Civil servants in Home Office, MoJ and HMRC to stage pay cap protest

PCS trade union has organised a day of protest against government pay policy on 31 August

Members of PCS staged a protest over pay outside the Treasury building earlier this year. Credit: Yui Mok/PA

By Tamsin Rutter

30 Aug 2017

Staff in the Home Office, HM Revenue and Customs and the Ministry of Justice are to protest on Thursday over the 1% public sector pay cap, which has been in place since 2012 following a two-year pay freeze. 

Members of the Public and Commercial Services union will talke part in demonstrations across the UK as part of its campaign to call for an end to wage restraint for civil servants.

The protest has been planned to coincide with the Home Office pay award for 2017-18, which is due to be implemented on 31 August and sees a 12-month continuation of the pay cap – which PCS describes as “another real-terms cut in pay”.


HMRC imposed the cap on its employees for another year on 31 July, while the MoJ has told PCS that it plans to follow suit.

The latest civil service pay guidance, set by the Treasury for the 2017-18 financial year, states that departments are expected to retain the 1% pay cap but that some requests for “flexibility to address specific recruitment and retention pressures” will be considered. 

PCS said the protests are an opportunity to campaign for change while the government is “weak and divided – particularly around the issue of public sector pay”.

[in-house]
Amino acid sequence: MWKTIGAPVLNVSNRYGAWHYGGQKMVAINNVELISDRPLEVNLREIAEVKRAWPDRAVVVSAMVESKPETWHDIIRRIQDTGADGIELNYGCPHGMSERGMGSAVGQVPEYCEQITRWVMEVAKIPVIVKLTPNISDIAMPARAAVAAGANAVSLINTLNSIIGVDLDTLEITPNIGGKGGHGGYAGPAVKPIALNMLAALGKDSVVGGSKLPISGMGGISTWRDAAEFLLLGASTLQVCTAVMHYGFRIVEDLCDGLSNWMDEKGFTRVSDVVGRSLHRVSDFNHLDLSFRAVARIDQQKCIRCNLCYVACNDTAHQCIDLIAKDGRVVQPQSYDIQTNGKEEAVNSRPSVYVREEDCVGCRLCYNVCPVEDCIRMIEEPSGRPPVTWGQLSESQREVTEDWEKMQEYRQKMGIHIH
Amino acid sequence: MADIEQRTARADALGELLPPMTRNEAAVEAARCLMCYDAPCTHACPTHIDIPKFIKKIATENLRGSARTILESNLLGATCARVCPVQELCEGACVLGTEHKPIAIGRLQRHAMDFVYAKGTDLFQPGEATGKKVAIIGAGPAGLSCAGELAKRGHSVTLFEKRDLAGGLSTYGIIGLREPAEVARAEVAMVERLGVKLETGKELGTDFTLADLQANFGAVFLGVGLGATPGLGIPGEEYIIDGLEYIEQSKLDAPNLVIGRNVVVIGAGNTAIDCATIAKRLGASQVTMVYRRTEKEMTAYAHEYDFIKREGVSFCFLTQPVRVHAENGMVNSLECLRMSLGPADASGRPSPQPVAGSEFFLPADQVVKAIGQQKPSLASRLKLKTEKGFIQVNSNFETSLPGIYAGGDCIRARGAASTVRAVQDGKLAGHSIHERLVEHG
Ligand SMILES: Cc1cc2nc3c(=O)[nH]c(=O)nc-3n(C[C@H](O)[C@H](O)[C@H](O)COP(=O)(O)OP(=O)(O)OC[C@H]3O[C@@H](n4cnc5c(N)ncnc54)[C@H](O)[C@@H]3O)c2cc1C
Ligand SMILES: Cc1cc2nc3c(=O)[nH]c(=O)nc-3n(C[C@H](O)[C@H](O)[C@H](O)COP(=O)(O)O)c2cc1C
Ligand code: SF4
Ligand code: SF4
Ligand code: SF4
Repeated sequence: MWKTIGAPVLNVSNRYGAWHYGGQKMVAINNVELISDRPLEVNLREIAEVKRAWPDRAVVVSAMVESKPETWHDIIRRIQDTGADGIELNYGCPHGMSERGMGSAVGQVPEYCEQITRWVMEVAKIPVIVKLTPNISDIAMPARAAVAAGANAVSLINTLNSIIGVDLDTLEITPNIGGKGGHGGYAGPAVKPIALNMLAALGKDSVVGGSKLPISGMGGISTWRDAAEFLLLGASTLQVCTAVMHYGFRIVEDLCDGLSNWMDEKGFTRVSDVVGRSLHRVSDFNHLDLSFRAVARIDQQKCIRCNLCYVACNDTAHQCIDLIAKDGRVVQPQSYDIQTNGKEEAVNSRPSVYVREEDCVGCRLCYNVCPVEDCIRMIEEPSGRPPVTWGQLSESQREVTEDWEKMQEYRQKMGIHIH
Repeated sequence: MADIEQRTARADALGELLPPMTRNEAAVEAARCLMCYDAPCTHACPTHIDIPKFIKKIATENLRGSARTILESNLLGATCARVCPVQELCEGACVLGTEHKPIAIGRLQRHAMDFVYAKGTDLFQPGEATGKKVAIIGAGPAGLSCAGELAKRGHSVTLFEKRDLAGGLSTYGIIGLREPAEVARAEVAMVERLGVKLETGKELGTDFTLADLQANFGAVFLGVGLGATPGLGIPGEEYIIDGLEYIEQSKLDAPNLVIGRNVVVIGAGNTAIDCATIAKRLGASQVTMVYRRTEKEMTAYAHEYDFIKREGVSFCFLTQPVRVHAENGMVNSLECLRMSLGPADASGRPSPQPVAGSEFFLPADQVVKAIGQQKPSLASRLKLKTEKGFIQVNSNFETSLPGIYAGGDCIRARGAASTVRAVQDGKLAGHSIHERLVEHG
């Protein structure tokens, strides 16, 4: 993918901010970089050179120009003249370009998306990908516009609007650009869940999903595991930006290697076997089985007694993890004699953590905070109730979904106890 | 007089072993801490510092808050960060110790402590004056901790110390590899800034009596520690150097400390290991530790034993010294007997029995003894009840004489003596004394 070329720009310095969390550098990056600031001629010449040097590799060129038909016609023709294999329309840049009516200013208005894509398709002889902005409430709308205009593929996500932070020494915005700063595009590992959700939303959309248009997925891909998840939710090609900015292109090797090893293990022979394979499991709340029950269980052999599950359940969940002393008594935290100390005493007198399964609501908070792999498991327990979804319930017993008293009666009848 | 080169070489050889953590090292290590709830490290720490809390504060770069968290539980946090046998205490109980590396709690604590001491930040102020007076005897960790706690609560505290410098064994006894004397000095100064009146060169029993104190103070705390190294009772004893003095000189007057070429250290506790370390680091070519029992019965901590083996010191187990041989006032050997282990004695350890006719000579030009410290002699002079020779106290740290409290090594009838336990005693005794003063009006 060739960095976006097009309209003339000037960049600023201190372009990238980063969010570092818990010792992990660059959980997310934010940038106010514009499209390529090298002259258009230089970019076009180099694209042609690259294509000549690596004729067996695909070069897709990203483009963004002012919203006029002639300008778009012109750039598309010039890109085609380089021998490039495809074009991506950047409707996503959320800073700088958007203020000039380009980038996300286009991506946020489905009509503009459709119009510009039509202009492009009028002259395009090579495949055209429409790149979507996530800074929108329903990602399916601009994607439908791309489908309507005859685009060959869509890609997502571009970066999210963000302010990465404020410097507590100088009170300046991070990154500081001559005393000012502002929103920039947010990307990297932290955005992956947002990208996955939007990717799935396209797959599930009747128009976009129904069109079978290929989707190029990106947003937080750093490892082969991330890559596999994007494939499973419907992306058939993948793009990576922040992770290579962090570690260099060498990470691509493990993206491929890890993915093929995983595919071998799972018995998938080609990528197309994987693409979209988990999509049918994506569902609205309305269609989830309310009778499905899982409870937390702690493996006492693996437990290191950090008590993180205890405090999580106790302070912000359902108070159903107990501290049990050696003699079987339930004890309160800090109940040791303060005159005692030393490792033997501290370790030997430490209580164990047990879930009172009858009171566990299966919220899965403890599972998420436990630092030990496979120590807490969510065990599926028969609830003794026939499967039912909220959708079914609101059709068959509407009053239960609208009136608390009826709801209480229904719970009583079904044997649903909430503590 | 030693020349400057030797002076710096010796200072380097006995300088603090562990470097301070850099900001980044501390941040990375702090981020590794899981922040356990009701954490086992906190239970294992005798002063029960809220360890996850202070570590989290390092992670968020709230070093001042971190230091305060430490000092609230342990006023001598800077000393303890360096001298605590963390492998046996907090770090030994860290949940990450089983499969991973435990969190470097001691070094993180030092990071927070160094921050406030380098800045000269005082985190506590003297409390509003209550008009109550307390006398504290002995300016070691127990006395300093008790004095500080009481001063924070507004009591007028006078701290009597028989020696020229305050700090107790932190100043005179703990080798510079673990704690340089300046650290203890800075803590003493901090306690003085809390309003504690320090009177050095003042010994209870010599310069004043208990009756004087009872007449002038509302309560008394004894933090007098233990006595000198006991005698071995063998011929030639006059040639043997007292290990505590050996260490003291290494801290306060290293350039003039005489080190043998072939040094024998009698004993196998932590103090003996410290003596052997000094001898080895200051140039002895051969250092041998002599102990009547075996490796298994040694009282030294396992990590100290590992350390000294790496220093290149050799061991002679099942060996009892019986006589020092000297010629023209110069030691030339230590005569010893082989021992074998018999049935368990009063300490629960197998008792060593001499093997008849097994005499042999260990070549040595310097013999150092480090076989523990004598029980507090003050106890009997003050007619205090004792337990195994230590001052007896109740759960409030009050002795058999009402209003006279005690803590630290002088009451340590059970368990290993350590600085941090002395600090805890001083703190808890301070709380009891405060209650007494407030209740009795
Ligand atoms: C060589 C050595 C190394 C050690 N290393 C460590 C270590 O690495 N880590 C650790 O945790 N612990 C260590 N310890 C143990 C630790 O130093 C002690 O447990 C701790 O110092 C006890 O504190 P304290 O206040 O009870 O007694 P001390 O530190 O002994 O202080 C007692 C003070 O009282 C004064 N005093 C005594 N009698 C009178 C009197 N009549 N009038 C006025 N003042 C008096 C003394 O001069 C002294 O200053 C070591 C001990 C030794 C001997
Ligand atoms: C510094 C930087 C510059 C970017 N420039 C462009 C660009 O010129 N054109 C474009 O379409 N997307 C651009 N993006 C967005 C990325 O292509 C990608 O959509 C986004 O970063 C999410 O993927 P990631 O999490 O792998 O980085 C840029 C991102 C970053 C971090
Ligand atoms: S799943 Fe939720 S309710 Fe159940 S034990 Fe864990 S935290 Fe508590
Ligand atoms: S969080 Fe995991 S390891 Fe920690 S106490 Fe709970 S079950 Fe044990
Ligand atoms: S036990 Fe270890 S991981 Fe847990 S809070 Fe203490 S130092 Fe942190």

The cap was initially due to remain in place until 2020 but the result of the June 2017 snap general election – where Theresa May lost her majority – has seen increased calls for a rethink, including from Gavin Barwell, May's new chief of staff, and defence secretary Sir Michael Fallon.

According to research commissioned by PCS, the value of average pay in the civil service has fallen by up to 9% against inflation since 2012 and, if pay is capped until 2020, the value will have dropped by 20%. 

Mark Serwotka, PCS general secretary, said: “Civil and public service workers keep our public services running but, like workers right across the public sector, their take-home pay has been cut year on year. 

"The impact of the pay cap has already been devastating, and our members across the civil service are holding a day of protest against yet another year of the government’s pay policy."

The union wants government to boost pay for its civil servants by £1,200 or 5%.

It has called on its members in the departments – three of the biggest in Whitehall – to write to HMRC chief executive Jon Thompson, Home Office permanent secretary Philip Rutnam or justice secretary David Lidington, and urge them to call on the Treasury to lift the cap.

Other civil service unions, including the FDA and Prospect, have also called for the cap to be scrapped on the grounds that Brexit is straining an already under-resourced civil service.

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